Approach 2

I slowly pull a weight along a (rough) table using a piece of string, moving my hand in a straight line.

This applet shows the situation in an ideal setting: the weight is at \(P\), and the end of the string is at \(A\). Move \(A\) to see what happens. (Note that if you move \(A\) backwards again in this applet, the weight simply retraces its path, which is not what would happen in reality.)

You can use the slider (\(a\)) to adjust the length of the string.

Image of the applet.

What is the shape of the path that the weight traverses?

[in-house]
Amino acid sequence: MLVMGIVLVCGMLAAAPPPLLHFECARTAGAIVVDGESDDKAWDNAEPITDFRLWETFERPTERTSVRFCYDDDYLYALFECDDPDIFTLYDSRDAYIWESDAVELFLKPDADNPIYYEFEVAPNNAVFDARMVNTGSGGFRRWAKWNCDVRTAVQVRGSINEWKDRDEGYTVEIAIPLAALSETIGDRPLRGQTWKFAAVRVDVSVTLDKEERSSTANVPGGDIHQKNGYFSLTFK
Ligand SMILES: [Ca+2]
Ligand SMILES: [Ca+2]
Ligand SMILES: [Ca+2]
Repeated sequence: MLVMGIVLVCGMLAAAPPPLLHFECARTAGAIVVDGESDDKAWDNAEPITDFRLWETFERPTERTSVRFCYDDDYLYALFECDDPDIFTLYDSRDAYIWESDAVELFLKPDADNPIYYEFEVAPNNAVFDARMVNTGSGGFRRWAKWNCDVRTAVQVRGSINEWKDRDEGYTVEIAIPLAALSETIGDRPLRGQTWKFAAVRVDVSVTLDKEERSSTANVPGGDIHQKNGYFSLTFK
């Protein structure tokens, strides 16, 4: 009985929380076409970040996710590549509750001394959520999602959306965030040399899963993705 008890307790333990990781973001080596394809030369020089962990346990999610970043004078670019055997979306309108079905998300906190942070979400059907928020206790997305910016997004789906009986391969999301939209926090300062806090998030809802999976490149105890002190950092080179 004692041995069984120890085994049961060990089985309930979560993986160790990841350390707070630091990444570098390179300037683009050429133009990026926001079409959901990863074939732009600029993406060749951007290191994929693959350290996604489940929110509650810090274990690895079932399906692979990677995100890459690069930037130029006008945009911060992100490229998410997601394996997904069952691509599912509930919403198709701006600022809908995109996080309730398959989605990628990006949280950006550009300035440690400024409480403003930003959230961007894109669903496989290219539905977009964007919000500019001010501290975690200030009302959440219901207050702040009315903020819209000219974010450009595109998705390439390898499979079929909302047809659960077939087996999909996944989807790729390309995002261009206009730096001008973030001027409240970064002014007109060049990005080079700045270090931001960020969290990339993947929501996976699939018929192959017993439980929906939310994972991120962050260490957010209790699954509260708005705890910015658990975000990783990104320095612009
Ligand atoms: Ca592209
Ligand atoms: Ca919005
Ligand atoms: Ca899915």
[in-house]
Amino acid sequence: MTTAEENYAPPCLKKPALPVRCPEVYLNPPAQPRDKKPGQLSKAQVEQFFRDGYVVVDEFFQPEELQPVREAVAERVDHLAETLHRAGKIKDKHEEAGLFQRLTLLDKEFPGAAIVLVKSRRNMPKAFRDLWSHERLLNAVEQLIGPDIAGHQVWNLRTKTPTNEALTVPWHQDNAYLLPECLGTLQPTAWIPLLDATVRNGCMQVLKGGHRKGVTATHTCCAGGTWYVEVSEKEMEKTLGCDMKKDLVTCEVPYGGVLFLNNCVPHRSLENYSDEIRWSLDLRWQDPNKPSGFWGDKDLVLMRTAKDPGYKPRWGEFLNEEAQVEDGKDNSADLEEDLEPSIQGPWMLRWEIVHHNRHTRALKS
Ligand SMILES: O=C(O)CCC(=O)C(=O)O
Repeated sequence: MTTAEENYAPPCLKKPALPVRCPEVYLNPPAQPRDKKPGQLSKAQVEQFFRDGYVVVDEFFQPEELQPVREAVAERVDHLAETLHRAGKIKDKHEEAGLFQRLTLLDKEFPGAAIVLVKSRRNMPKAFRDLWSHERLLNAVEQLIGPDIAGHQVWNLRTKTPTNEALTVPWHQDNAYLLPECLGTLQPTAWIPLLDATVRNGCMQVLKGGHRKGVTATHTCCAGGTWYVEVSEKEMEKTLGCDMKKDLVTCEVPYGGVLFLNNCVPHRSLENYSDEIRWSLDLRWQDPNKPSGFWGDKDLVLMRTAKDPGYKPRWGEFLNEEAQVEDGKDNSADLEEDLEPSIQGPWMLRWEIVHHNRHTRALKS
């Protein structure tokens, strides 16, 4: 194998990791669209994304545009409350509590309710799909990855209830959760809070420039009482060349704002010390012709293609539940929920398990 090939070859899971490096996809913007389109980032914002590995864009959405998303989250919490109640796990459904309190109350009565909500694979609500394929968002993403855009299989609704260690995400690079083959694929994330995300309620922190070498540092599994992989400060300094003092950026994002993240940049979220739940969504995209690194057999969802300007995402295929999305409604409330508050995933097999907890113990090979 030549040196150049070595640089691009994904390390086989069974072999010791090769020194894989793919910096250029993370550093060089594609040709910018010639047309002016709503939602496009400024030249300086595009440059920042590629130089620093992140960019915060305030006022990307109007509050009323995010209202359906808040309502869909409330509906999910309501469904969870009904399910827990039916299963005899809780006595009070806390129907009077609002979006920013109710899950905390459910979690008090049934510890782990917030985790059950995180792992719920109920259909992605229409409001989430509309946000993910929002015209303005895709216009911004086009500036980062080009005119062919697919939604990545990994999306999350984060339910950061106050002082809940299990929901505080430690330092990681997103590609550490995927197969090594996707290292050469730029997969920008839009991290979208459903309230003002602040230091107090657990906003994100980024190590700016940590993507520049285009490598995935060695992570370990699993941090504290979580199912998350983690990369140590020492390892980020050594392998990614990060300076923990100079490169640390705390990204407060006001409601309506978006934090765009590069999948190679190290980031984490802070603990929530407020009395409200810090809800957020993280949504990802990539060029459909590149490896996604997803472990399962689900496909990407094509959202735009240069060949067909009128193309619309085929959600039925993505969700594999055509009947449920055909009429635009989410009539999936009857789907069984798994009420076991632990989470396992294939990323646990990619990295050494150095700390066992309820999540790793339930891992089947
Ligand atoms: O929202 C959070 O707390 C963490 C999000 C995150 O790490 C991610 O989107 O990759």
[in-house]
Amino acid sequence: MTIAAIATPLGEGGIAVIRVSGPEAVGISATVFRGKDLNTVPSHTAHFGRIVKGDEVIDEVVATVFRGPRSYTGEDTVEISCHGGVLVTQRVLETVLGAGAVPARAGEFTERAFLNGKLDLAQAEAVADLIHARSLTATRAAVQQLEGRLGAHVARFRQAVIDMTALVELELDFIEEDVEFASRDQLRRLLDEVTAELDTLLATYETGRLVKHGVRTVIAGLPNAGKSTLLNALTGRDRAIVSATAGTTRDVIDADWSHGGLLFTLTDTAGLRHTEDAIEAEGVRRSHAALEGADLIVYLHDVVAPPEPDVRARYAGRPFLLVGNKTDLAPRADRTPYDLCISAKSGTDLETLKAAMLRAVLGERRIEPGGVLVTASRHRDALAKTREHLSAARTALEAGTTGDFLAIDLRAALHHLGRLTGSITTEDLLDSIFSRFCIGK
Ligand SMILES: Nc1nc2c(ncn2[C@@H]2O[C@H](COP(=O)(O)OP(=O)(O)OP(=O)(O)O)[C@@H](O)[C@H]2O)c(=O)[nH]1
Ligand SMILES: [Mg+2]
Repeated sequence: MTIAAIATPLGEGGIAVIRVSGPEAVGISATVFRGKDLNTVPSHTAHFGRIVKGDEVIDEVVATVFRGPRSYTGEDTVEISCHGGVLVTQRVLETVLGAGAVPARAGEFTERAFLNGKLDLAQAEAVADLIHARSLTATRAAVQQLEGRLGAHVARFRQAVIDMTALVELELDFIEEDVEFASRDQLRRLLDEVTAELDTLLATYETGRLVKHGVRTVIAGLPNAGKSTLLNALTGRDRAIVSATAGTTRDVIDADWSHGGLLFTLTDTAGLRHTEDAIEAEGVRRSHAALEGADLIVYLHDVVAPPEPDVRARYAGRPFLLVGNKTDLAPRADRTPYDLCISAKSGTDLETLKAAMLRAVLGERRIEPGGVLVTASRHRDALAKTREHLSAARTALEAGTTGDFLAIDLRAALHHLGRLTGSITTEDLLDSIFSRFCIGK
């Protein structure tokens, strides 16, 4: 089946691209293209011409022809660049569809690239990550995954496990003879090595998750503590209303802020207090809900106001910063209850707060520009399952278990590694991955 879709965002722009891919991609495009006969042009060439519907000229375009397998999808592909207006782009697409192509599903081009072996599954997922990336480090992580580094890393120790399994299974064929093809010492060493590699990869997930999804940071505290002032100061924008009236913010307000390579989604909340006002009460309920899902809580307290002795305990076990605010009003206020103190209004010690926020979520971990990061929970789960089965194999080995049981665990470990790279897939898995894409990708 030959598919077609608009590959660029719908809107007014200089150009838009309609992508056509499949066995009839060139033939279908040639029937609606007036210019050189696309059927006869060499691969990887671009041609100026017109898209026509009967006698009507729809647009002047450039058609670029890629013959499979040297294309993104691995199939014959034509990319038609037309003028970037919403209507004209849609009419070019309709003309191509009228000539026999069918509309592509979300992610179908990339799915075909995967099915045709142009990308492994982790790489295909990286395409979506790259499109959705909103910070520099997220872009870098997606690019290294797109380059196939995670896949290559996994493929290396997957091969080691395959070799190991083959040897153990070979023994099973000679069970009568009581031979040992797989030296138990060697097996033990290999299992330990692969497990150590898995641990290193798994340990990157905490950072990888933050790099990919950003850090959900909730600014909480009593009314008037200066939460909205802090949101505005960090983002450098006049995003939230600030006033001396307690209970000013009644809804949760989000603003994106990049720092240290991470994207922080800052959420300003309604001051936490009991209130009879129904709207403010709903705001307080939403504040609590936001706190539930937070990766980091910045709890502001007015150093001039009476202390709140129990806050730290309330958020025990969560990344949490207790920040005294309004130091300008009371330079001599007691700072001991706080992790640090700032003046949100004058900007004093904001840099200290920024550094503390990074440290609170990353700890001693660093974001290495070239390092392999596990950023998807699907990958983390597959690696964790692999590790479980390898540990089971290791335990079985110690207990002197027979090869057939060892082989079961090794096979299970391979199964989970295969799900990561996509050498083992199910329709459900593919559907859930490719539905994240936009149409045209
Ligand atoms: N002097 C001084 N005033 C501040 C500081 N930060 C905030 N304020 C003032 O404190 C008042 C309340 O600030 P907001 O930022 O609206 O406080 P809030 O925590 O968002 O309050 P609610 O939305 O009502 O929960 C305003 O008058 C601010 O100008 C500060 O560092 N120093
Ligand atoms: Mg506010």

As in Approach 1, from the applet or by thinking about the problem, how does the line \(AP\) relate to the path?

It turns out that there is a close relationship between this path, called a tractrix, and a catenary, as shown in this applet:

From the point \(A\), we draw a vertical line to meet the catenary \(y=a\cosh(x/a)\) at \(B\). We draw a tangent to the catenary at \(B\), and drop a perpendicular from \(A\) to meet this tangent at \(Q\).

Move \(A\) to see what happens.

What do you notice as you move the point \(A\)?

How does this help us to find an equation for the tractrix?

You may well find that the answer you get using this approach is different from that obtained from Approach 1. Are they equivalent, or is one of the approaches flawed?